Quantitative probabalistic assessment of the risk of listeriosis from the consumption of milk from informal markets in Ghana
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Appiah, J., Tano-Debrah, K., Annor, G.A., Alpha, M.M., Makita, K. and Grace, D. 2011. Quantitative probabalistic assessment of the risk of listeriosis from the consumption of milk from informal markets in Ghana. Paper presented at the First International Congress on Pathogens at the Human-Animal Interface (ICOPHAI), Addis Ababa, Ethiopia, 15-17 September 2011.
Permanent link to cite or share this item: http://hdl.handle.net/10568/16405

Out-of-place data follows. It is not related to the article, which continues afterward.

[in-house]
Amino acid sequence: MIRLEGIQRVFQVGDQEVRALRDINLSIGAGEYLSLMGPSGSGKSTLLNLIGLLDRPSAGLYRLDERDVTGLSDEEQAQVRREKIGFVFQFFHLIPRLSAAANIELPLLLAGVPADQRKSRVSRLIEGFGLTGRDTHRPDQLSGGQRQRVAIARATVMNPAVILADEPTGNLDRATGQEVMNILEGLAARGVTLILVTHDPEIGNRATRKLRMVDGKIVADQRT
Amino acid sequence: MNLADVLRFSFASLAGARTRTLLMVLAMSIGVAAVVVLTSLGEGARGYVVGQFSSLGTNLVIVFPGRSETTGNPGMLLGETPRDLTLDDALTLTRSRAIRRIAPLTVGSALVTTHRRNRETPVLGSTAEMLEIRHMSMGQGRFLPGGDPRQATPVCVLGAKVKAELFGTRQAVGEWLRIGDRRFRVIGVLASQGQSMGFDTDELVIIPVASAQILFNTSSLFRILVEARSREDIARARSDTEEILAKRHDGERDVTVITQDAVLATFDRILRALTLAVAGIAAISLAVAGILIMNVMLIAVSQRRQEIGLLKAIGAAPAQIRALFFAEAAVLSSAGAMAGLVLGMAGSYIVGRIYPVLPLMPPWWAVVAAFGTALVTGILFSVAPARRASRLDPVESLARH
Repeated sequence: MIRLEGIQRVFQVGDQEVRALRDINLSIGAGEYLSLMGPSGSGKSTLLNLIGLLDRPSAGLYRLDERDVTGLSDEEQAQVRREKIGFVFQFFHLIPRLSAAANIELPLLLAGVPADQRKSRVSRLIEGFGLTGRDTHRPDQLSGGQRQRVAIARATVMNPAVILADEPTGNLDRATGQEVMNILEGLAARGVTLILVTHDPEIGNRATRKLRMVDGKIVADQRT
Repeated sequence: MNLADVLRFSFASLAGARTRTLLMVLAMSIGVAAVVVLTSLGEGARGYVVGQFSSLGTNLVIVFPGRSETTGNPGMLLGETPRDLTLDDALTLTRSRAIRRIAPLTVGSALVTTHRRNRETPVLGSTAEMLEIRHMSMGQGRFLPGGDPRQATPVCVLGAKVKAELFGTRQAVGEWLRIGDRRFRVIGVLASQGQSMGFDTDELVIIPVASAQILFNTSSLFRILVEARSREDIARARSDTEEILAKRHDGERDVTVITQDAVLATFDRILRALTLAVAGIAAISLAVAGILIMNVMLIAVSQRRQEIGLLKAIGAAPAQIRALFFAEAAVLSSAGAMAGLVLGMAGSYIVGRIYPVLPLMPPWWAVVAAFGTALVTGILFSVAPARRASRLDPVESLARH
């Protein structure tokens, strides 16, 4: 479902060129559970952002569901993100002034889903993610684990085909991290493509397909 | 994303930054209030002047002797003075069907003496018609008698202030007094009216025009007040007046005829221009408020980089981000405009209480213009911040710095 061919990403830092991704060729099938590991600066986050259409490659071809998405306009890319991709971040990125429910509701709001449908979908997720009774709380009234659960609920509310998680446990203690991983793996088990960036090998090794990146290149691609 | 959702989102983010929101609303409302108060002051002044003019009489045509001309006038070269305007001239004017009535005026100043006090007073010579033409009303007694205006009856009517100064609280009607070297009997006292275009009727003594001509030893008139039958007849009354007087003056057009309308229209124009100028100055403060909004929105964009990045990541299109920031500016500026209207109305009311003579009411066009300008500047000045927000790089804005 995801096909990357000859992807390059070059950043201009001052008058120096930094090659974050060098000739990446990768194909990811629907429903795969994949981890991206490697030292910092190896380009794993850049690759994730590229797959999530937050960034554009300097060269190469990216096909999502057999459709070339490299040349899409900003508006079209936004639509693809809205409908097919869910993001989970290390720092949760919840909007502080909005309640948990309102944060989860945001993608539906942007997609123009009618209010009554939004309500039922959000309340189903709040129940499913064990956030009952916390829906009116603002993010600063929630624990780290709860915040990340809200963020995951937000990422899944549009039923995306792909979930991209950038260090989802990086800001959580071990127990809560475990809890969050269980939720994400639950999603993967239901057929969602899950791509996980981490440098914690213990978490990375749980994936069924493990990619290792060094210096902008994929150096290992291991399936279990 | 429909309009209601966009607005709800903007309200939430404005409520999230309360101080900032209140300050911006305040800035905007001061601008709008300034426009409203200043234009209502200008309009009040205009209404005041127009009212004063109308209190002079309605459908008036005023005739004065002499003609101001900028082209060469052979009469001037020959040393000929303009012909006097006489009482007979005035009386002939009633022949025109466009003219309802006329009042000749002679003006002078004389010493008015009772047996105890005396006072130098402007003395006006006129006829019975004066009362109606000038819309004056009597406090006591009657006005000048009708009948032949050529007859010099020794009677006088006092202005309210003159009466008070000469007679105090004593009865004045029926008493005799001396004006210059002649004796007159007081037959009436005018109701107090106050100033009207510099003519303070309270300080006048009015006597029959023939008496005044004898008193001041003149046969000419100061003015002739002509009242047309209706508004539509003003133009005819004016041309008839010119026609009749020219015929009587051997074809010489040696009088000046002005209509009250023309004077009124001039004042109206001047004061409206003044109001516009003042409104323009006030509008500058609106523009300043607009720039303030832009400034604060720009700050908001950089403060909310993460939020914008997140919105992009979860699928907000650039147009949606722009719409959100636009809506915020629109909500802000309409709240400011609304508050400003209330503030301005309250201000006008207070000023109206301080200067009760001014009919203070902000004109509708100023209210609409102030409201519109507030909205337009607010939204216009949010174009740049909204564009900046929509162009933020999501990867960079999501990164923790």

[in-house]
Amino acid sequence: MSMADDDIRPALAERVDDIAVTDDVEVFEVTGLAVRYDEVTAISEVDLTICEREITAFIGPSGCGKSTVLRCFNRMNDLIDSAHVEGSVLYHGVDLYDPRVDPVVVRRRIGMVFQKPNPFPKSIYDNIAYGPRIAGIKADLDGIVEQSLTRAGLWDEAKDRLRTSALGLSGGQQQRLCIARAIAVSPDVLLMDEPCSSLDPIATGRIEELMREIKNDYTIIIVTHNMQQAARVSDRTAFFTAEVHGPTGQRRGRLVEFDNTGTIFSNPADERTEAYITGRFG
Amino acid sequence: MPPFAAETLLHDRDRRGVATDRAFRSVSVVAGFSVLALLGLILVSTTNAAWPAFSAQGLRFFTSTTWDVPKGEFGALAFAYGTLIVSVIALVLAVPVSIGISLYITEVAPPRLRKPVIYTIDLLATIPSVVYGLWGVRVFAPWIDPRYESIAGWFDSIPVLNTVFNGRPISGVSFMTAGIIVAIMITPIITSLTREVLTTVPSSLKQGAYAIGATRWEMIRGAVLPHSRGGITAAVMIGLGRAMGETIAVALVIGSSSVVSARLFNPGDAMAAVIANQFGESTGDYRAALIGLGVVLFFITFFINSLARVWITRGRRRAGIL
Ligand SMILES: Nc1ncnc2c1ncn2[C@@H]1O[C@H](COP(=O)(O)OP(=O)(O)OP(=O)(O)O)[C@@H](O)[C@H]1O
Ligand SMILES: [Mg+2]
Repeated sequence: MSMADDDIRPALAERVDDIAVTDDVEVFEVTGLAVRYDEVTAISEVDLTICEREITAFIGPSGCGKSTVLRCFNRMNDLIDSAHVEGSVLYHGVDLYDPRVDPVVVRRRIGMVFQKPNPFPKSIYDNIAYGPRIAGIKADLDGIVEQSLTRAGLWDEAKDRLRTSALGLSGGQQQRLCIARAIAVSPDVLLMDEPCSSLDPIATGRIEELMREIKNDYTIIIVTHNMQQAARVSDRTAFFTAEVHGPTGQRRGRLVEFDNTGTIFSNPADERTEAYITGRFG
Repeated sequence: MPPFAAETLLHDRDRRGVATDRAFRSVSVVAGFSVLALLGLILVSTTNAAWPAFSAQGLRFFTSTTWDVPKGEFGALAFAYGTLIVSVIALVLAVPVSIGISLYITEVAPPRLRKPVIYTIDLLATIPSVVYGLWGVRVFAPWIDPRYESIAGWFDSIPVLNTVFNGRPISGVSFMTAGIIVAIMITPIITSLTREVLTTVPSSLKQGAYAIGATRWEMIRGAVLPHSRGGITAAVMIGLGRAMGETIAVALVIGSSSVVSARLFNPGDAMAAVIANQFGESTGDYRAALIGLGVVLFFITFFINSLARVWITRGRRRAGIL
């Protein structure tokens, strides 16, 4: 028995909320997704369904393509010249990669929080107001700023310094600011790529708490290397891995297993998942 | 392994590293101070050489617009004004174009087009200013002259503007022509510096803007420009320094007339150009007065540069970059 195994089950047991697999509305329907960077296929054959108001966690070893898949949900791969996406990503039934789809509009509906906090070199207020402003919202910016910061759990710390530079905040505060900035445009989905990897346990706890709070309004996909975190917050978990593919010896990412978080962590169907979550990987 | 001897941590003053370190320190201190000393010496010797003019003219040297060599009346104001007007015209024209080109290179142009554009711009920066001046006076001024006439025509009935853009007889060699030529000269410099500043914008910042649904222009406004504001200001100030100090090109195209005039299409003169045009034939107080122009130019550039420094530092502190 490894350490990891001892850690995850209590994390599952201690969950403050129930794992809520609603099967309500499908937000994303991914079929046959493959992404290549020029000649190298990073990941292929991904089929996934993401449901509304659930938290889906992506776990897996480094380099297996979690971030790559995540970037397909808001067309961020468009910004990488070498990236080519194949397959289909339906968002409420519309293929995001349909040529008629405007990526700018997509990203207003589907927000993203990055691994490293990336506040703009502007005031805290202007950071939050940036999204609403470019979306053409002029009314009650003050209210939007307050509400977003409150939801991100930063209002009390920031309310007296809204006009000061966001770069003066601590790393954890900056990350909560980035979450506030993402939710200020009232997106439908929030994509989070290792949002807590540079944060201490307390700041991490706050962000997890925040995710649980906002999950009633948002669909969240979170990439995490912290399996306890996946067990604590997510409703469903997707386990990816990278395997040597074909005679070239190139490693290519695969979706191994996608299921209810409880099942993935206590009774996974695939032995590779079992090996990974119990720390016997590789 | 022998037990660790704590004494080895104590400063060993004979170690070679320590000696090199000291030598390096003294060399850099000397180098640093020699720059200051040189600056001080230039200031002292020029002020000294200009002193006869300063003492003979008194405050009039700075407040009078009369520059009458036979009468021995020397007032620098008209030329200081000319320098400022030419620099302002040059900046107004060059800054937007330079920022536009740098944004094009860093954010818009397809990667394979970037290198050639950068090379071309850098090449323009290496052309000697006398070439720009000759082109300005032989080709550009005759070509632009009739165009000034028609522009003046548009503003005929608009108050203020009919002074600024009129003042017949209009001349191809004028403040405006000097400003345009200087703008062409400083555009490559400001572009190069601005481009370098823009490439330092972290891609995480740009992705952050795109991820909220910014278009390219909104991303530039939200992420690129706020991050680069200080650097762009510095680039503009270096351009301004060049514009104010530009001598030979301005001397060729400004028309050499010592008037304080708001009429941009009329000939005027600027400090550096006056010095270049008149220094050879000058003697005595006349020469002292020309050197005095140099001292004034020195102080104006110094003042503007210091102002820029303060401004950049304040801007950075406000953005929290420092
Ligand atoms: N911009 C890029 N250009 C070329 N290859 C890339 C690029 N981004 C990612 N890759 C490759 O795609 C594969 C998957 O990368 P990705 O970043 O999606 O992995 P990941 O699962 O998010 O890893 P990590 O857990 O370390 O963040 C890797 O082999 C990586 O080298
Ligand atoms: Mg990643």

Background: Listeriosis is a group of disorders caused by the bacterium Listeria monocytogenes. The organism, which is considered to be recalcitrant to environmental stress such as freezing, refrigeration, drying and heating to a remarkable extent, is widely distributed in the environment and is consequently associated with various food products of both plant and animal origin including unpasteurized or under-pasteurized fresh cow’s milk. The disease has the highest case-fatality ratio of all food-borne diseases and it is considered as an emerging food-borne disease globally. In Ghana, the consumption of unpasteurized daily products is widely practiced in some milk producing communities. This study, aiming at improving the safety of animal-sourced foods, assessed the risk of consuming raw or unprocessed milk from the informal milk markets in Ghana that may be contaminated with Listeria monocytogenes and determined the best options for mitigating the problem. Methods: Modular Process Risk Models (MPRM) are a recent framework for quantitative microbial risk assessment. This identifies key steps and to each assigns one or more basic processes which can be described mathematically. A MPRM was developed to quantitatively assess the risk of consuming dairy products from the informal market contaminated with L. monocytogenes based on three risk inputs: the quantitative diary market chain model, information on handling of milk, and contamination rates of milk/milk products with L. monocytogenes in each pathway. Data from participatory rural appraisal and interviews of stakeholders of informal milk markets were used to model the quantitative diary market chains and milk handling practices. L. monocytogenes contamination rates were obtained by laboratory testing of milk samples from the chains. Results: L. monocytogenes was detected in samples from 42-47% of farms (production sites) and 79-84% of retail samples. The organism was detected in 21% of boiled milk samples and 52-84% in fermented milk samples. The MPRM identified up to ten steps between the farm and consumption and charcterised each according to the processes involved. The fermented milk samples were consumed in greater volumes than the boiled and untreated milk samples. Risk determination using Monte Carlo simulations and probability modeling suggested the risk of L. monocytogenes was highest with the fermented milk at the retail market, supporting the findings of the qualitative exposure assessment. Optimization of the boiling and fermentation processes could effectively reduce the risk of listeriosis. Summary: This proof of concept study used sophisticating modeling techniques along with information derived from participatory appraisals, showing how adapting tools to local contexts can generate useful evidence on food safety at a fraction of the cost of conventional risk assessment. The assessment was able to identify high risk products and consumer groups and hence lead to better risk management.